Responses to common laboratory questions

Questioning goes both ways in the laboratory setting. Students question TA's to make sure that they understand the laboratory material and the steps that they are following. TA's question students to probe the depths of their students' knowledge. Tips for negotiating both lines of questioning are below:

TA's questioning students

Asking students thought-provoking questions makes them more aware of their learning process. Through questions, students are given an opportunity to provide feedback about what they do and don't understand and about what additional information or resources they need to enhance their learning. Good questions:

  • Require students to think, describe & explain.
  • Help students to build their understanding of the experiment and the underlying theory.
  • Promote critical thinking.
  • Draw out points of confusion or concern.

Students questioning TA's

What follows is a list of student questions that are commonly heard in undergraduate science and engineering labs. Click on the questions to reveal some potential responses (R) that would encourage a student to think about the difficulty that they have just encountered and allow them to practice their problem solving skills in the process of figuring out how to overcome it.

Questions about lab equipment
Questions about lab procedure
Questions about accuracy and precision
Questions about lab data and calculations
Questions about lab results

Questions about lab equipment

Q: How do you work this thing?
R: Have you taken a close look at the diagram in the lab manual?
R: At what point in the instructions are you getting stuck?
R: What specifically are you unsure about?
R: Which part of the instrument is particularly confusing to you?

Q: I don’t get how this works.
R: Have you taken a close look at the diagram in the lab manual?
R: At what point in the instructions are you getting stuck?
R: Which part of the instrument is particularly confusing to you?

Q: How do we calibrate it?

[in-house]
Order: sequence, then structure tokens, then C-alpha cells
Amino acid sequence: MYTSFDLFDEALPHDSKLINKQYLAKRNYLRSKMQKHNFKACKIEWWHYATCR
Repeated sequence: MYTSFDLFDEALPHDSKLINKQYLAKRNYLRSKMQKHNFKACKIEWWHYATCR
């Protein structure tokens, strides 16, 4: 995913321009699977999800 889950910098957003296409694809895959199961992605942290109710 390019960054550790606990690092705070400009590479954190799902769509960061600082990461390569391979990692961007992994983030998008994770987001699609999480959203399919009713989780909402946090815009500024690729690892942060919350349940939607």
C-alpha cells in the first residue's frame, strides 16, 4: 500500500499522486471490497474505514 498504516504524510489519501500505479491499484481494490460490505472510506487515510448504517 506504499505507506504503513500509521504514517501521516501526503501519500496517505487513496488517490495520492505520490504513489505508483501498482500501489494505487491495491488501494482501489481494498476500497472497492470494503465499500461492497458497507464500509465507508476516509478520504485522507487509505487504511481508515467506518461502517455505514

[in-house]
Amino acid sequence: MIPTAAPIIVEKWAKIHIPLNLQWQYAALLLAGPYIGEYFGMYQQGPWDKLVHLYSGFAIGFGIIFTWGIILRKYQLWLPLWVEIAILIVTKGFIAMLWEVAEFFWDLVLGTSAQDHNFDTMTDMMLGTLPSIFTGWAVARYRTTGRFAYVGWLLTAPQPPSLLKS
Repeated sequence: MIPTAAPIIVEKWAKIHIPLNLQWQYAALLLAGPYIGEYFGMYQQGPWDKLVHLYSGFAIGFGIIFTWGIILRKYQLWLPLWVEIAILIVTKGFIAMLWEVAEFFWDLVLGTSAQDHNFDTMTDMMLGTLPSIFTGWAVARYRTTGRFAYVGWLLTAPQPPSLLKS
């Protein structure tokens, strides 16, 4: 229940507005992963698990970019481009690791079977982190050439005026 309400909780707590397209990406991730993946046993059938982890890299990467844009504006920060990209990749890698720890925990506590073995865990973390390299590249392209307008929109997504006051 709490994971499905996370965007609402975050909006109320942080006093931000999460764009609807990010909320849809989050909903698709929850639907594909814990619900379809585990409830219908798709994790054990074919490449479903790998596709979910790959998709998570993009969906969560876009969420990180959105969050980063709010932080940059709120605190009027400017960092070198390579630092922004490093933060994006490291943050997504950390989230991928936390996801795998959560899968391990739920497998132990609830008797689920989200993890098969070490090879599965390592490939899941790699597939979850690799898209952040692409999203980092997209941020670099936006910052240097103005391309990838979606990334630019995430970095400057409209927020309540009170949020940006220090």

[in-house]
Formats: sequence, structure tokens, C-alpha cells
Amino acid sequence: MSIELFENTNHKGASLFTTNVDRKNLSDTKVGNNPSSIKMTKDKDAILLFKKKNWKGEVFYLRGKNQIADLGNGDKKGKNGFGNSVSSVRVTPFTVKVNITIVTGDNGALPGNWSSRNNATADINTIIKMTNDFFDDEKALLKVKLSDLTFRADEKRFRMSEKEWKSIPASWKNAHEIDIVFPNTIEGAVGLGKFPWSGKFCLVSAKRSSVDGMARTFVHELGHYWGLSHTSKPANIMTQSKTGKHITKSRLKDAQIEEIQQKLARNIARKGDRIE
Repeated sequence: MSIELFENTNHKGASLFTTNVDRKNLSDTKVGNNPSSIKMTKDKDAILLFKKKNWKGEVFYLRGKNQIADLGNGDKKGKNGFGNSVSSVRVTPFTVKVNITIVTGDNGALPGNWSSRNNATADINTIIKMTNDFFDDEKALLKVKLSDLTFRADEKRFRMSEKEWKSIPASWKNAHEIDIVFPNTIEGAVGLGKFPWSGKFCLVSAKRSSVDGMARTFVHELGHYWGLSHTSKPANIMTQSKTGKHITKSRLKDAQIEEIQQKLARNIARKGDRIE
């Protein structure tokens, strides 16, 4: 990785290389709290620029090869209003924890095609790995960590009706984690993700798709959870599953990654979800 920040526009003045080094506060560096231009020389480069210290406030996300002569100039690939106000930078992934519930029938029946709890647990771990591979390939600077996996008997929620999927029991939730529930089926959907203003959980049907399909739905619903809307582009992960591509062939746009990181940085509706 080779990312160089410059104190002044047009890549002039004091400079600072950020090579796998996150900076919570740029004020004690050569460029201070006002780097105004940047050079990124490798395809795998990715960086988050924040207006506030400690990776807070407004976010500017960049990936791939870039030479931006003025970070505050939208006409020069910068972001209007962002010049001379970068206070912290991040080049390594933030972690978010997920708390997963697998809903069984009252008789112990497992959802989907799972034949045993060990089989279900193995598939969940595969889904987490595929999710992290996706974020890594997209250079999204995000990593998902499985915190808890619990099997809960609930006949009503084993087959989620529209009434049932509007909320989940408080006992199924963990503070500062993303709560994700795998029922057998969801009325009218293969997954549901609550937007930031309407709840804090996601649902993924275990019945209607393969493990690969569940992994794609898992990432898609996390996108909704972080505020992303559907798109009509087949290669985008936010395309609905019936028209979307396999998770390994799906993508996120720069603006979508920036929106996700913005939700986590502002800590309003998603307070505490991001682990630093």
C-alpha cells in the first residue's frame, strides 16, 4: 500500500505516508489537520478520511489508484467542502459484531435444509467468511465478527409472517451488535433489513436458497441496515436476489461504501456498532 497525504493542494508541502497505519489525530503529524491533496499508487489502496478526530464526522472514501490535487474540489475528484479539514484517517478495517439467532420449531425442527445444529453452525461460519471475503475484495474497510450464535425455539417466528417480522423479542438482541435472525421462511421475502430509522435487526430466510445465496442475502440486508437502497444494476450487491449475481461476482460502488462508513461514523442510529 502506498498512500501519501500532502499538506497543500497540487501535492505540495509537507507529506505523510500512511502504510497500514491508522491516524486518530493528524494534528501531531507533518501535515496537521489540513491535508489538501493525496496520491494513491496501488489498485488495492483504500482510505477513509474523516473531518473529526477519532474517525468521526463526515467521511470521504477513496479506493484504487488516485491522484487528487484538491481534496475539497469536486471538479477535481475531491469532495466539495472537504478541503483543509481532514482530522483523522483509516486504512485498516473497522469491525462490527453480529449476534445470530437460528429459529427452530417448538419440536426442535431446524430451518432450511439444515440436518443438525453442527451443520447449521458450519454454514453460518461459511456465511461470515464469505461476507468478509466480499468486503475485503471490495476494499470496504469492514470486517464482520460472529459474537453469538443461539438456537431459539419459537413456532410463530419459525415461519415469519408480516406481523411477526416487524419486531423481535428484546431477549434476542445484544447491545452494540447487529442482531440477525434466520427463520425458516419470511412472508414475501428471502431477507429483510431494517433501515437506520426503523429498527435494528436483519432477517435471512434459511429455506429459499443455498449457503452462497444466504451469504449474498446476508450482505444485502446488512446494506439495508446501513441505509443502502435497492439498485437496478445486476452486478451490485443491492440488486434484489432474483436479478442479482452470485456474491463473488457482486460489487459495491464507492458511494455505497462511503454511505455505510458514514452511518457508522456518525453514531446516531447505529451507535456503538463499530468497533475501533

R: Let’s take a look at the instructions for calibration.

Q: Have I got this set up right?
R: What makes you think that your set up might be wrong?
R: Have you asked your lab partner? A second opinion might help confirm whether your set up is correct.
R: Let’s take a look at the diagram in the lab manual. Do you have all of the components?

Q: We’re getting some pretty weird readings here.
R: What do you mean by ‘weird’? Can you explain that in more scientific terms?
R: What indicates to you that your readings are ‘weird’?
R: Have you completed all the experimental steps properly? Did any one of them in particular give you difficulty?

Q: Could you take a look at our results? Are they in the ballpark?
(Note: ‘in the ballpark’ is a colloquial term that means ‘in an acceptable range’)
R: In what range do you think the values should fall? How might you be able to figure that out?
R: Are the results of your repeat trials consistent?
R: Did you and your lab partner complete the calculations independently? If not, repeat the calculation separately and see if you come up with the same value.

Questions about lab procedure

Q: How do we know when we’ve let it go on long enough?
R: What signs does the laboratory manual tell you to look for?
R: In the pre-lab talk, I mentioned a change that you would observe visually in your flask. Can you remember what change that was?

Q: How many times should we be repeating this step?
R: Let’s take a look at Section X of your lab manual. I think you’ll be able to find the answer that you’re looking for in this section.

Q: Is there some easier way of doing this?
R: What are you finding particularly difficult about this method?
R: Yes, there are easier ways of doing this. Expensive pieces of equipment have automated many of the steps you’re carrying out by hand. But, working through these steps allows you to experience the principles that underlie the experimental outcomes. It’s these connections that are particularly important and that you want to highlight in your lab report.

Q: Am I doing this right?
R: What makes you think you might be doing it wrong?
R: What does the lab manual suggest you should see at this step? Are you seeing something similar?

Q: I think I messed this part up. Do I have to start over?
R: What makes you think that you’ve completed the step incorrectly?
R: In which specific step do you think you’ve made your mistake? Let’s take a look in the lab manual at the steps that come before and after that one to see how far in the experiment you’ll have to backtrack.

Q: What do we do after this? I forget.
R: What step are you at in the lab manual? Continue from that point on.